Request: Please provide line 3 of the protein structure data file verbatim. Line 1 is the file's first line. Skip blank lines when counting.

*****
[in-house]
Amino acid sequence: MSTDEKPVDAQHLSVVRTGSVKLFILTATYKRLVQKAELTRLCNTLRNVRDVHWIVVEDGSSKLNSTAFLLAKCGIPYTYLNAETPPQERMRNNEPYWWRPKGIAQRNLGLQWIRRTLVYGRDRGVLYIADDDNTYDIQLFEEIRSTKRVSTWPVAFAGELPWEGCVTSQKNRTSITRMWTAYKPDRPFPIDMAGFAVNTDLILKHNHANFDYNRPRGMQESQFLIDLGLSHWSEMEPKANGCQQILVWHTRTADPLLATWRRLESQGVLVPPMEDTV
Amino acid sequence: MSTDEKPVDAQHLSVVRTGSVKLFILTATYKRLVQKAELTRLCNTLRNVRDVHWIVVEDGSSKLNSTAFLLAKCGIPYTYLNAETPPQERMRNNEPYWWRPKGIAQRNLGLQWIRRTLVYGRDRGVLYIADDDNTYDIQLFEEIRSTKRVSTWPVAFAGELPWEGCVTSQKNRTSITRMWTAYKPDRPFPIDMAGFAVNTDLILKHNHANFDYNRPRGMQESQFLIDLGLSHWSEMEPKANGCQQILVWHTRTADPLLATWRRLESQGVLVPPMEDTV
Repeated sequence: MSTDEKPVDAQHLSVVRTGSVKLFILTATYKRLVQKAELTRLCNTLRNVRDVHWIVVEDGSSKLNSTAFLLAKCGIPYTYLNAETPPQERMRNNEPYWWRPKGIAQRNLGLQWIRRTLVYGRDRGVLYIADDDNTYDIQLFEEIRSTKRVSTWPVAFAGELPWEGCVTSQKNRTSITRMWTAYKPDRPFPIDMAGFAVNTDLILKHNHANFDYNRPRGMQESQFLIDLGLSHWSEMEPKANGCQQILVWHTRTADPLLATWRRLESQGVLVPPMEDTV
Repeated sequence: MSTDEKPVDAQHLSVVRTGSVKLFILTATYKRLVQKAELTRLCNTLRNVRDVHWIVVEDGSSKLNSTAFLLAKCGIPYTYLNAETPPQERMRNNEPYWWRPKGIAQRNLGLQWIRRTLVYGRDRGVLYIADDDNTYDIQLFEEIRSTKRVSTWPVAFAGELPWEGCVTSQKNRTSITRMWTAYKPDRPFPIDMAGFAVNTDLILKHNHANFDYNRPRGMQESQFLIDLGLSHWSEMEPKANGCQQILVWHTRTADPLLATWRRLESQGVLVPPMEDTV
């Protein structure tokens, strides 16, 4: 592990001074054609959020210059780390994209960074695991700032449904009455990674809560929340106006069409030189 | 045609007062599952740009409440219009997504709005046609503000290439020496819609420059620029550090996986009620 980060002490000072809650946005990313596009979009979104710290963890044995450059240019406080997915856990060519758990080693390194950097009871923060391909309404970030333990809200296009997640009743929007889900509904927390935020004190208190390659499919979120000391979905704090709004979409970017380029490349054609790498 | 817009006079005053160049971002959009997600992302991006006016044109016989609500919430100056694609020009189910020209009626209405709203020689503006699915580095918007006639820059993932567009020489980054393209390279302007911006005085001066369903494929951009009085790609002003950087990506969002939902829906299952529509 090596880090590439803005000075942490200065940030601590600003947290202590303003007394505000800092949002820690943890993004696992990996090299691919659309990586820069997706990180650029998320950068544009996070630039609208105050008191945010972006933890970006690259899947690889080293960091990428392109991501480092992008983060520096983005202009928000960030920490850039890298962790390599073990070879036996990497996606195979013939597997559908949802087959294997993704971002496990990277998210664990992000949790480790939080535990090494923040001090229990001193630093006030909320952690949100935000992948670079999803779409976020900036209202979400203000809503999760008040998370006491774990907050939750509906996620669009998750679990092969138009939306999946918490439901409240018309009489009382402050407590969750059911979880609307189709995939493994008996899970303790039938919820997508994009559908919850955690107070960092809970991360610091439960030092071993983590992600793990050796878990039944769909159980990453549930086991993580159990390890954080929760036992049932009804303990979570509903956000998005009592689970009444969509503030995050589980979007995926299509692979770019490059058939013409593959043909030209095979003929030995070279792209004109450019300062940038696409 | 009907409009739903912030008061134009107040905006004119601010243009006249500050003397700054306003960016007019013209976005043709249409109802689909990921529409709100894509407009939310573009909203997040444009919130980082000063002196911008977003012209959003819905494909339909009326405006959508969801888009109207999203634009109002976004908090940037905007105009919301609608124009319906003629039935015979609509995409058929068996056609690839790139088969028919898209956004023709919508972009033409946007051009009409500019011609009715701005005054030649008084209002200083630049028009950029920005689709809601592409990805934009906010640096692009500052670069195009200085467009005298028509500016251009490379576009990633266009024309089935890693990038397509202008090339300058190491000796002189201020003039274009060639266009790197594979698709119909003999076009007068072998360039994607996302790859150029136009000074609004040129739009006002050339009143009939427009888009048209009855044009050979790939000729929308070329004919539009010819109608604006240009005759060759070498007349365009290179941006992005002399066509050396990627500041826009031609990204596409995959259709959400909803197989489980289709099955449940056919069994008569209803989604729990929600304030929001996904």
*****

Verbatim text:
Amino acid sequence: MSTDEKPVDAQHLSVVRTGSVKLFILTATYKRLVQKAELTRLCNTLRNVRDVHWIVVEDGSSKLNSTAFLLAKCGIPYTYLNAETPPQERMRNNEPYWWRPKGIAQRNLGLQWIRRTLVYGRDRGVLYIADDDNTYDIQLFEEIRSTKRVSTWPVAFAGELPWEGCVTSQKNRTSITRMWTAYKPDRPFPIDMAGFAVNTDLILKHNHANFDYNRPRGMQESQFLIDLGLSHWSEMEPKANGCQQILVWHTRTADPLLATWRRLESQGVLVPPMEDTV